RESOURCES:

A Framework for Civil Rights, Environmental Justice, Health Equity & Public Engagement

Mark Magaña, Xavier Morales & Robert García[1]

Civil rights, environmental justice, and health equity laws and policies provide a framework to promote equal access to publicly funded resources, and to prohibit discrimination based on race, color, national origin, income, gender, disability, and other factors. The framework is reflected in The National Academies of Sciences, Engineering, and Medicine Committee Report Communities in Action: Pathways to Health Equity (2017). The report recommends education, organizing, compliance, and enforcement related to civil rights laws and strategies. Civil rights approaches can mitigate negative effects of discrimination, and guard against unjustified discriminatory impacts that affect health equity, environmental justice, and community resilience.  The report is one of the five most downloaded reports out of 323 the National Academies released in 2017.

 

 GreenLatinos Letter to President Obama in Support of the Standing Rock Sioux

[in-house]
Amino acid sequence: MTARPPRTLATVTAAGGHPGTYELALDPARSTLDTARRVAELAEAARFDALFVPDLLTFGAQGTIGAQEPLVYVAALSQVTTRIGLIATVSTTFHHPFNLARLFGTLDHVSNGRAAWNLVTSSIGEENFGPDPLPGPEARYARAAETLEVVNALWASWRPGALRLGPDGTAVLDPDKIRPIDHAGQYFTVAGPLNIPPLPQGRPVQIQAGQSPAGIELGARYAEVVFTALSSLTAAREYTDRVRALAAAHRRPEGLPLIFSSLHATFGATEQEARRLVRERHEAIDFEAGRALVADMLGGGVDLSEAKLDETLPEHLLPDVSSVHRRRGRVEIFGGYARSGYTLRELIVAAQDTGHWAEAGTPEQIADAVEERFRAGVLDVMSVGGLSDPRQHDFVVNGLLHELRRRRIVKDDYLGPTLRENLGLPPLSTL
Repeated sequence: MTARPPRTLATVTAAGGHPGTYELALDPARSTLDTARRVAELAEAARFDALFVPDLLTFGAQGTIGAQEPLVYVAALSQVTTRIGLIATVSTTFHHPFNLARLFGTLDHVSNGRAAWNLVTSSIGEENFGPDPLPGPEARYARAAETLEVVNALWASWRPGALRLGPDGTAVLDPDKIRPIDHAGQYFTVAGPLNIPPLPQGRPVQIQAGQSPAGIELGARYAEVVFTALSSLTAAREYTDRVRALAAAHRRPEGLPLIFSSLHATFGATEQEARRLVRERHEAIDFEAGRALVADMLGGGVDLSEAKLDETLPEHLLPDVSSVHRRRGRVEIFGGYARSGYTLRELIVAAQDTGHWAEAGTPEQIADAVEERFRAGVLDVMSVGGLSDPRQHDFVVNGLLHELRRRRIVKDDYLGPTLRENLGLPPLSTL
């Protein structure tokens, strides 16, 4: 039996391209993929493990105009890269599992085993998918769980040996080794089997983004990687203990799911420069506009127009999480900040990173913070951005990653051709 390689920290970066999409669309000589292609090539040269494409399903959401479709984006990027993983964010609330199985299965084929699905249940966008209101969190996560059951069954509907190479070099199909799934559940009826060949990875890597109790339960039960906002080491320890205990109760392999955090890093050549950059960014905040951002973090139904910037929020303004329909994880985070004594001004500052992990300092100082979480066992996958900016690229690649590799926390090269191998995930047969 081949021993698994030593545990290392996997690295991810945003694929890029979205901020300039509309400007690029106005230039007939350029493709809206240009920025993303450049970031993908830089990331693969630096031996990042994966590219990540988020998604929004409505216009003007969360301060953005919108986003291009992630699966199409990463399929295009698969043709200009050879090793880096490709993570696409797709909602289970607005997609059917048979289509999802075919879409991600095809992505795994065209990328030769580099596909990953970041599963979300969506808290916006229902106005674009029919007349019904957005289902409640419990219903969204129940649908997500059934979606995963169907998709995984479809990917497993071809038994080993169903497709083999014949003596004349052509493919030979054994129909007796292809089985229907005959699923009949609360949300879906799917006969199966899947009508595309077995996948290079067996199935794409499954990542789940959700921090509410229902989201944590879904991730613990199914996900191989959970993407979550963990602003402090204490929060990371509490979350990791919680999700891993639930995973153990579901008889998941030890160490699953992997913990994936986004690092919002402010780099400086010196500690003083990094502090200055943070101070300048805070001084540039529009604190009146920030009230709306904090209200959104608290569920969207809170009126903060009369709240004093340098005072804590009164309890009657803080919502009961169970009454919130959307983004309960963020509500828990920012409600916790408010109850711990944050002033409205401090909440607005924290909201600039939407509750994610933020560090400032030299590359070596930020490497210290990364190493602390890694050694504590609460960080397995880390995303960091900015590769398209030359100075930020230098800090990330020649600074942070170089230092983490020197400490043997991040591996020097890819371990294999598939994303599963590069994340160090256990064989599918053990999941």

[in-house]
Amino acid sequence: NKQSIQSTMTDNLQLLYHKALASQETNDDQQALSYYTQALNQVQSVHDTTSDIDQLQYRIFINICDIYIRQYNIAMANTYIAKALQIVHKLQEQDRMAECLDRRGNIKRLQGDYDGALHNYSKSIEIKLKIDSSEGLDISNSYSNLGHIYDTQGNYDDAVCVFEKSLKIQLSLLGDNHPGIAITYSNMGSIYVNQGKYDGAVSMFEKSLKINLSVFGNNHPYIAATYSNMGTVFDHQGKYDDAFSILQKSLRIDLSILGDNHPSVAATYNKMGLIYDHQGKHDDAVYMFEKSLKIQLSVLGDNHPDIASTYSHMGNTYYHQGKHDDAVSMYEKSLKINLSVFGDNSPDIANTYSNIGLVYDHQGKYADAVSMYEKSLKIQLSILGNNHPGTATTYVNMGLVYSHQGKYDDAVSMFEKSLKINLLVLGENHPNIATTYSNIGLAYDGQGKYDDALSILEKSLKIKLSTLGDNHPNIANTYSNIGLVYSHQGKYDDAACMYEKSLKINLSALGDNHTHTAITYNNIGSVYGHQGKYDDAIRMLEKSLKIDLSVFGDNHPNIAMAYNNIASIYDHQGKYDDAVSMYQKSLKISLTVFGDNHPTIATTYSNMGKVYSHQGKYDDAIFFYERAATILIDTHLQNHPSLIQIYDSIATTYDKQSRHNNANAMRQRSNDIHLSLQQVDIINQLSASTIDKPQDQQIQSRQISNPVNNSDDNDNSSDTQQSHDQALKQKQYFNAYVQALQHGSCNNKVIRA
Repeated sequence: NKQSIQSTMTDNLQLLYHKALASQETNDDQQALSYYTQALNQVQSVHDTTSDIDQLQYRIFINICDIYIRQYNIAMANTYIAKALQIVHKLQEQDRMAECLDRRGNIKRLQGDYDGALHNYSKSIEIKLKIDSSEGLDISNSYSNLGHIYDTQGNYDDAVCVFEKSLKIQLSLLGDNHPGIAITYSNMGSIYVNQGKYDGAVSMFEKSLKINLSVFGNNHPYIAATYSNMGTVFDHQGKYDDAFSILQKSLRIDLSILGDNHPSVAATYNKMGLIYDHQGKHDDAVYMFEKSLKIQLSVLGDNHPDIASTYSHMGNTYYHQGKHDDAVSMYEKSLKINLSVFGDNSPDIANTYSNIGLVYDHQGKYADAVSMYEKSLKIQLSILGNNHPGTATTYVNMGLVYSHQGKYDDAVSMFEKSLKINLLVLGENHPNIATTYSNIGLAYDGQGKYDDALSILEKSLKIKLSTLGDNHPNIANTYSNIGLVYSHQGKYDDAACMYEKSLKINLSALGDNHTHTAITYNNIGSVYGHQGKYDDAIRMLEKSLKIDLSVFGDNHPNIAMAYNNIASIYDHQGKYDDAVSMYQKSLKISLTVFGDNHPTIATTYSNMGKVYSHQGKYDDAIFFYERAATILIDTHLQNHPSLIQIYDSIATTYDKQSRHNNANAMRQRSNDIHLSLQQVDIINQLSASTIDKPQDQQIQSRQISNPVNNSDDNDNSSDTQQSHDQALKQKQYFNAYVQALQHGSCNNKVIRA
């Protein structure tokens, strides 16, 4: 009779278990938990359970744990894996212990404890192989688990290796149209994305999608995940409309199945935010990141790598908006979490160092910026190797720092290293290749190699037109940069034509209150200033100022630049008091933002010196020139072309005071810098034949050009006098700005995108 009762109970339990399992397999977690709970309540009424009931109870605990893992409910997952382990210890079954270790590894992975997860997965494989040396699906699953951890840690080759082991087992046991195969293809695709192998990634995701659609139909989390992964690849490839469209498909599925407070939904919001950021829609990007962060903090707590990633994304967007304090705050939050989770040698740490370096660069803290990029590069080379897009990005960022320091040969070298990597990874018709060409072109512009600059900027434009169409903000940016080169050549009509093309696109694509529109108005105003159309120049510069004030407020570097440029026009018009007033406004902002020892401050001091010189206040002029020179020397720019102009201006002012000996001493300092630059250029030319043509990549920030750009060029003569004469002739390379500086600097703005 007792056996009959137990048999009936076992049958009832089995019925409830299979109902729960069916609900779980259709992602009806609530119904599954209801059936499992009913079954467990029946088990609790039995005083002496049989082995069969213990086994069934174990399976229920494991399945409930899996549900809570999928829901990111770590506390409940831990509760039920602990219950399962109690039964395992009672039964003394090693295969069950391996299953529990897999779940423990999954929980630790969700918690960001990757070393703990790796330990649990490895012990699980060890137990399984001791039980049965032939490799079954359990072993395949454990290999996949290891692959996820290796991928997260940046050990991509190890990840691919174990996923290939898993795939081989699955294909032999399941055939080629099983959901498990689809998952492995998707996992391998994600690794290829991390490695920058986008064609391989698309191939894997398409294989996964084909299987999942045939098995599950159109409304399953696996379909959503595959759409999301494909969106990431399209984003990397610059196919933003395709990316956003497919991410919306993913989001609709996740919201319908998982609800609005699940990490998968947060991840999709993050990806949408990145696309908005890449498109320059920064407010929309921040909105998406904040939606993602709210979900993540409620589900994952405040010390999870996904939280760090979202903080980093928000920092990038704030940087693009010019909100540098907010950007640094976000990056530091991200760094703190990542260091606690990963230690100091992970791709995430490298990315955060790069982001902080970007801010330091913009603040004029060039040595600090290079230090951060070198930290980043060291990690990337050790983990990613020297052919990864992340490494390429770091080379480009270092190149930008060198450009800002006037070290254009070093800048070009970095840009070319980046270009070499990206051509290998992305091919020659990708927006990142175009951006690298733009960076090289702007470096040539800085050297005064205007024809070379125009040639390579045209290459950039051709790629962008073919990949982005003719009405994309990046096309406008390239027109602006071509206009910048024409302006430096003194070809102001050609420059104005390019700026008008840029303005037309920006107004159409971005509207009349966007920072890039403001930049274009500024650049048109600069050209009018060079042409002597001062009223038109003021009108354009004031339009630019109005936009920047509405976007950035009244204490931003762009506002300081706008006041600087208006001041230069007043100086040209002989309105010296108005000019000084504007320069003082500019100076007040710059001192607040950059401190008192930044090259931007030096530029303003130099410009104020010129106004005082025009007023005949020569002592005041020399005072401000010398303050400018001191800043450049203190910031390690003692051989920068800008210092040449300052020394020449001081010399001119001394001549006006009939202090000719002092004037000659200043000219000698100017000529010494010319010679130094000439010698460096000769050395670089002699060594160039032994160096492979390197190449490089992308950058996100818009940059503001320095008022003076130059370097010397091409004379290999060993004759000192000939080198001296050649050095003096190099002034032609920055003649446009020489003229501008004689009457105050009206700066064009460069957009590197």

FEDERAL POLICY & LEGISLATIVE UPDATES: 

Trump Administration’s FAKE National Emergency Declaration on the Southern Border

#NoBorderWall

On February 21st, Congress passed an omnibus package to fund the six government agencies week to avoid a government shutdown. This bill included $1.37 Billion dollars for a Border Wall as well as additional funding to DHS for detention beds.

On February 23rd, President Trump declared a National Emergency at the Southern Border. This “fake emergency” comes after a failed attempt by President Trump to force Congress to allocate more than $5 billion dollars for the construction of  his immoral and xenophobic border wall in the last spending bill.

On Tuesday, February 26th the U.S. House of Representatives passed a resolution of disapproval that seeks to block President Trump’s manufactured national emergency declaration at the southern border.

The Senate has 18 days to take up a vote on this Resolution of Disapproval. A simple majority (51-49) is needed to passed the resolution of disapproval. Advocates are working to get at least 4 Republicans to join Democrats in passing this resolution.

TAKE ACTION:


JOIN THE WORKGROUP:

Sign up join the Environmental Justice, Civil Rights Working Group for updates. 

 

CONTACT US: 

National Policy Director, Jessica Loya: jessicaloya@greenlatinos.org